The Oars of Odysseus: Seneca, de Brevitate Vitae XIII

“No one can doubt but that these men, who are held up by the study of useless literary problems, expend a lot of labor upon accomplishing nothing; there is even a large band of them among the Romans. The Greeks were afflicted with that disease, which forced them to ask how many oars Odysseus had, whether the Iliad or the Odyssey were written first, and further whether they were composed by the same author, and other things of the same general import. If you hold your peace on these topics, they do nothing to advance your own silent knowledge, or if you bring them up in conversation, you will not seem more learned, but rather, more troublesome.”

Nam de illis nemo dubitabit quin operose nihil agant, qui litterarum inutilium studiis detinentur, quae iam apud Romanos quoque magna manus est. Graecorum iste morbus fuit quaerere quem numerum Ulixes remigum habuisset, prior scripta esset Ilias an Odyssia, praeterea an eiusdem esset auctoris, alia deinceps huius notae, quae siue contineas nihil tacitam conscientiam iuuant, siue proferas non doctior uidearis sed molestior.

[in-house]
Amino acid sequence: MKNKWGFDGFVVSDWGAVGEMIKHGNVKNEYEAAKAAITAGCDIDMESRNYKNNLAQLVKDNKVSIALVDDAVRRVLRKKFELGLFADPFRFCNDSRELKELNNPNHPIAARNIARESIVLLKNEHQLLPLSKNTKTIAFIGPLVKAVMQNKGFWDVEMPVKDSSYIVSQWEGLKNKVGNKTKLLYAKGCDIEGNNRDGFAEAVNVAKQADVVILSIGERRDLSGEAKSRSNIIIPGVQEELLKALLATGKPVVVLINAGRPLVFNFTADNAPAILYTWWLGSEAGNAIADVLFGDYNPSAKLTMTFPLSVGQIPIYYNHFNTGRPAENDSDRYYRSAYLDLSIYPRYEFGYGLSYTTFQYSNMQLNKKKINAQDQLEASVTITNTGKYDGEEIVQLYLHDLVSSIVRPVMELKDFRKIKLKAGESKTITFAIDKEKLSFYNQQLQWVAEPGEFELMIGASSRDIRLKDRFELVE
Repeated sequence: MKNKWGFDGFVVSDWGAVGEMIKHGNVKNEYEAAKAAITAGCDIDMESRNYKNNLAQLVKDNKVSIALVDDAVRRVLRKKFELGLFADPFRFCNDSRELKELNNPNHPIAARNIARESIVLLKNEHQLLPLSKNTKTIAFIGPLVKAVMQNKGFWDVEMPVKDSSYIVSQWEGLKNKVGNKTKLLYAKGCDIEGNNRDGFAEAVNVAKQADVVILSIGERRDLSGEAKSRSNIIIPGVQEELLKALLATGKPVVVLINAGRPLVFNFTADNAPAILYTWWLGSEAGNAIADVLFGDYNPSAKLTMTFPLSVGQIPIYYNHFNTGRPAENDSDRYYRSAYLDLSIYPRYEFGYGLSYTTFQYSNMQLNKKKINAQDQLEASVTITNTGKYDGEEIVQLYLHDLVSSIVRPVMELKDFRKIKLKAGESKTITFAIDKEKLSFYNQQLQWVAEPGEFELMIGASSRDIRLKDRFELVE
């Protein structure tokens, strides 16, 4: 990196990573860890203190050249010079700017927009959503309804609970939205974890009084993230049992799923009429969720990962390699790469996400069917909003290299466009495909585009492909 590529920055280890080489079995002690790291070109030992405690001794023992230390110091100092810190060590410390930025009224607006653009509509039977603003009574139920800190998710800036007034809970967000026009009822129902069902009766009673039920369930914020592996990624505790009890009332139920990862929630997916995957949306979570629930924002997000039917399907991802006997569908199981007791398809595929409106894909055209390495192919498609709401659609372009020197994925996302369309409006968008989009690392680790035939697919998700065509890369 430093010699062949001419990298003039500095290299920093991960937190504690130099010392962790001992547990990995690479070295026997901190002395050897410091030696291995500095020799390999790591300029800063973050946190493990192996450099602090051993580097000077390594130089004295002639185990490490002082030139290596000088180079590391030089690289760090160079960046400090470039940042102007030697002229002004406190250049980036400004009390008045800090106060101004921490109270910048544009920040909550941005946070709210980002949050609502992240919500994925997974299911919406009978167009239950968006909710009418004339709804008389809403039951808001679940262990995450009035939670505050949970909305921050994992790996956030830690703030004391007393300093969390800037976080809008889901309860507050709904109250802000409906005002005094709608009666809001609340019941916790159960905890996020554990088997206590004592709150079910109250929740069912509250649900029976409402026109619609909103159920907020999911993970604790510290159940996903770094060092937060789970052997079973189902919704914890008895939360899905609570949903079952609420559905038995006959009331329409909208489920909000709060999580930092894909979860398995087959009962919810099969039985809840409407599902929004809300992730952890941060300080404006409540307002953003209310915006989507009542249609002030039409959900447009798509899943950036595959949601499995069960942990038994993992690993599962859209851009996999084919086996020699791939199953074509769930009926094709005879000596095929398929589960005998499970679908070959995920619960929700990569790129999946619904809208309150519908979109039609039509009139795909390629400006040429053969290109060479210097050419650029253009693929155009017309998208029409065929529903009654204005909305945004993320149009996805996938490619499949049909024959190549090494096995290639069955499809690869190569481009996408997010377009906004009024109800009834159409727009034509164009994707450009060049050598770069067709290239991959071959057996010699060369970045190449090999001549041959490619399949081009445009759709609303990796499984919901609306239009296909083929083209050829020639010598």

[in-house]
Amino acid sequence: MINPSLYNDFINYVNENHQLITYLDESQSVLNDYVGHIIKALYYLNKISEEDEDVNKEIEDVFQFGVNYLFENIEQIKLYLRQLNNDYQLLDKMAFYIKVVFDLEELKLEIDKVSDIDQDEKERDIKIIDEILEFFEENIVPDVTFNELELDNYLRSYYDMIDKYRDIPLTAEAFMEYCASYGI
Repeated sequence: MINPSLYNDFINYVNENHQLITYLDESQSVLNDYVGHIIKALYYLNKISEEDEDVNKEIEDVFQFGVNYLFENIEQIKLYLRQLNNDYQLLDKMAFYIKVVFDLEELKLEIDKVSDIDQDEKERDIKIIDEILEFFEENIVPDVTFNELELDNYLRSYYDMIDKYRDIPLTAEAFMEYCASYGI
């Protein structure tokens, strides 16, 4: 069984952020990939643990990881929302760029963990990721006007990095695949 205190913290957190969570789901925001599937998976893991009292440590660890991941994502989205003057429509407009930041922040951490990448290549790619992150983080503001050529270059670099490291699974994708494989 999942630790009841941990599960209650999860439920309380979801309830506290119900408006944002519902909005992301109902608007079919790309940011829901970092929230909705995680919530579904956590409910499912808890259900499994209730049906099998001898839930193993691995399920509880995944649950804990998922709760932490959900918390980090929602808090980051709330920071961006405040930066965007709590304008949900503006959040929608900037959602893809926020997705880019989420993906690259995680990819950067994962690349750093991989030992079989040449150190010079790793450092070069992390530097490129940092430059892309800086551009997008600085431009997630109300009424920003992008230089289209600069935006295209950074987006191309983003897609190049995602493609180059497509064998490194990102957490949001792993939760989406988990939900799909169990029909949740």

NOTE: This passage becomes directly relevant to a dear friend with the substitution of filiorum for remigum.

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